I can recall when I was a young child, needless to say I was a talker, and I would come home from school and tell my mother everything that had happened to me from the time I got on the school bus till I returned home.  One day I was sharing my story while my mother was peeling potatoes at the sink and I asked her a question.  Much to my chagrin she did not answer.  So I asked the question just a little bit louder, and once again she did not answer.  So I gave a third try, and still no response.  So I yelled out, “Mother you’re not listening!” She spun around with potato peeler in hand and said, “If I listened to all five of you kids every time you talked I’d be in the nut house already!”

Wow, what a rude awakening I had that not everything I had to say, or every thought I had in my head was important or needed to be said out loud!  However, if my quiet and shy sister had come in and said something I am sure that my mother would have spun around with potato peeler in hand and listened intently.  Why?  Because she only spoke when absolutely necessary, she was slight on words and expressed herself often through drawing and art.  At one time in my life I thought she might even become a famous cartoonist.

So how good are you at listening?  Dr. Bays goes on to write, “Good psychotherapists use absorptive listening.  They are attuned to the subtle changes in tone or quality of voice that indicate something deeper than the words, even belying the words, a sticking place, hidden tears or anger that needs to be explored (159).”  How many times have you greeted someone in the morning and said, “How are things going today?”  Their response was “fine” or “okay.” And then later in the day you found out from someone that the person was not “fine” or “okay” and that something tragic, or sad, or painful had happened to him or her.

How could you have missed it–because you did not listen like a sponge.  You did not, as the good psychotherapists encourage us to do, use absorptive listening; you did not focus on the deepness of the words, the tone of the words, the hidden tears in his or her eyes.  Indeed, you may not have made eye contact with him or her at all!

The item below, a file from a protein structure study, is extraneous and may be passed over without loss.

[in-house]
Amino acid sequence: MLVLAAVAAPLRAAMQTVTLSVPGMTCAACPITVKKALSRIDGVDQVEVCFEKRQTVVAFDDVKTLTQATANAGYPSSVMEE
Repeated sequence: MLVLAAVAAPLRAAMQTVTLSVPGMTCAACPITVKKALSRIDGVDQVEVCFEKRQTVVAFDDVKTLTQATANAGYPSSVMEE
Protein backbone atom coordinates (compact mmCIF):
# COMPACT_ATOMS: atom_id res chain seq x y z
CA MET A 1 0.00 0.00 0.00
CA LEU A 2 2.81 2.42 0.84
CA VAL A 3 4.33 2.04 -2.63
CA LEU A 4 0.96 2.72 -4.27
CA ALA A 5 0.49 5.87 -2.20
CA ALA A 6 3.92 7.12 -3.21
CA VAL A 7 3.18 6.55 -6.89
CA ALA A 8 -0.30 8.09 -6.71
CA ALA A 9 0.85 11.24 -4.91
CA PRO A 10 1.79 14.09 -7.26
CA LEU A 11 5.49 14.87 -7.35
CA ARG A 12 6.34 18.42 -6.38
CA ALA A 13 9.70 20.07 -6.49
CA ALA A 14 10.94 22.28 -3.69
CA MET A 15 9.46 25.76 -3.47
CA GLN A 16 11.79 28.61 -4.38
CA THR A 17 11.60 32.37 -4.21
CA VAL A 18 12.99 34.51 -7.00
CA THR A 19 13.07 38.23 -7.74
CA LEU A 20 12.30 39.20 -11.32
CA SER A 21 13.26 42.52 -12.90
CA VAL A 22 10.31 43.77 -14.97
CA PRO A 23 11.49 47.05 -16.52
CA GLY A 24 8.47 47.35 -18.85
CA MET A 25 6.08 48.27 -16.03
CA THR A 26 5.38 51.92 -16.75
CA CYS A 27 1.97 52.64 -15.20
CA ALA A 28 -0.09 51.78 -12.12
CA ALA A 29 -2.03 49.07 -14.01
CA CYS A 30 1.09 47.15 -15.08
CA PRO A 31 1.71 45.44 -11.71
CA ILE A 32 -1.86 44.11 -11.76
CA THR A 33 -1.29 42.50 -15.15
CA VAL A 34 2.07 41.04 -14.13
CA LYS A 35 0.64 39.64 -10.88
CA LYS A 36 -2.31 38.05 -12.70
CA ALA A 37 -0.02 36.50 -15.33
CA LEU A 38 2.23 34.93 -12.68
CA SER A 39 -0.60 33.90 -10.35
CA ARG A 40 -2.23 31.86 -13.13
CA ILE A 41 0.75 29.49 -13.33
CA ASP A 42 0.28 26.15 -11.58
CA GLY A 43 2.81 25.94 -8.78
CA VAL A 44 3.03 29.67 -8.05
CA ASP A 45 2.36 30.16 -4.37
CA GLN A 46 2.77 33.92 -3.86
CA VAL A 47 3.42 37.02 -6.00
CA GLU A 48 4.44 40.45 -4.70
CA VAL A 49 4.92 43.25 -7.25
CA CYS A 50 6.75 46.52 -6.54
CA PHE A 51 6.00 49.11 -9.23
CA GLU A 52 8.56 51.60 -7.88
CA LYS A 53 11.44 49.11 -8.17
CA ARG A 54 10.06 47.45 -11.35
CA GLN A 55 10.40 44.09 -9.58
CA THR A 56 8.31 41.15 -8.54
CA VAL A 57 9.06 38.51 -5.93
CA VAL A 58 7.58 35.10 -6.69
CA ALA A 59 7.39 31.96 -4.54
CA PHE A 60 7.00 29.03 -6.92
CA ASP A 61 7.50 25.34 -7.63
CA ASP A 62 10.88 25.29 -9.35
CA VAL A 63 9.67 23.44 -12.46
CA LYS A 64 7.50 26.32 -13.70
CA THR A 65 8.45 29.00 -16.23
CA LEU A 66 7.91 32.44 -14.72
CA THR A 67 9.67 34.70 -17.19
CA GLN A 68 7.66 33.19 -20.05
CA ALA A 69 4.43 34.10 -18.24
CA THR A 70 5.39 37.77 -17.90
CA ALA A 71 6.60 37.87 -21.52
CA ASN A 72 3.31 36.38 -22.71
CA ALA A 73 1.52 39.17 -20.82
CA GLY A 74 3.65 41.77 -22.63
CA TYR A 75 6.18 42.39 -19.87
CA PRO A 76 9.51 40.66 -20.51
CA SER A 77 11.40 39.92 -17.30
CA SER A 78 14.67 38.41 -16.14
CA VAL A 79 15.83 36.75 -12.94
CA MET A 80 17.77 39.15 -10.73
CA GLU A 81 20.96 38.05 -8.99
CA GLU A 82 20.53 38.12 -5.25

The opposite is also true, you may have found out that something fabulous, fun, or life changing in a positive way had happened to him or her.  Yet, you were so engrossed in not listening or seeing the joy that you only found out about it from a co-worker or friend after your initial cursory/obligatory greeting in the morning.

Dr. Bays asks us to think about how many times we “check-out” while someone is speaking.  In the middle of a conversation you’re thinking about your grocery list, or what you are going to have for lunch, or about that golf game you played on Saturday.  Being a great listener is not easy!  But it is imperative if you want to be a good friend, family member, teacher, boss, employee, counselor, minister, store clerk, or gardener.

To be a good listener we have to “want” to listen.  We have to find something to focus our attention on, to find some good reason to listen.  I remember many years ago I had this wonderfully intelligent minister who was a master teacher of metaphysics, yet every Sunday I found his talks to be disjointed, jumping from one idea to another without any links or connections as to how he got from one thought to the other.  I began to “not listen” to be thinking “I wonder when this is going to be over so we can go to brunch.”  Then one day I found something important in his talk that changed something for the better in my life and I was so glad I had listened at that moment.

I learned a great lesson that day, and from that day forward I made a plan to become a better listener.  I set a goal for myself that each Sunday I would listen wholeheartedly to find one gem, one diamond amongst those words that could potentially change my life, or help me deal with a challenge in my life, or to help a friend or family member over a hill they were trying to climb.  And guess what?  I did and I could.  From that day forward every Sunday I found some simple words of wisdom in his talk that made my life easier, better, happier, or simply gave me a chuckle or a laugh.  My life was ever changed for the better!

You too can learn to “listen like a sponge.”  What does a sponge do anyway?  It absorbs everything that comes its way.  I encourage you to make a sign to put over your desk and on your bathroom mirror that simply says, “listen like a sponge” and whenever you see it ask yourself—how  absorbent have I been today!

Hey, I wish you good luck with that…did you hear me?  Good luck with that…

Read Full Post »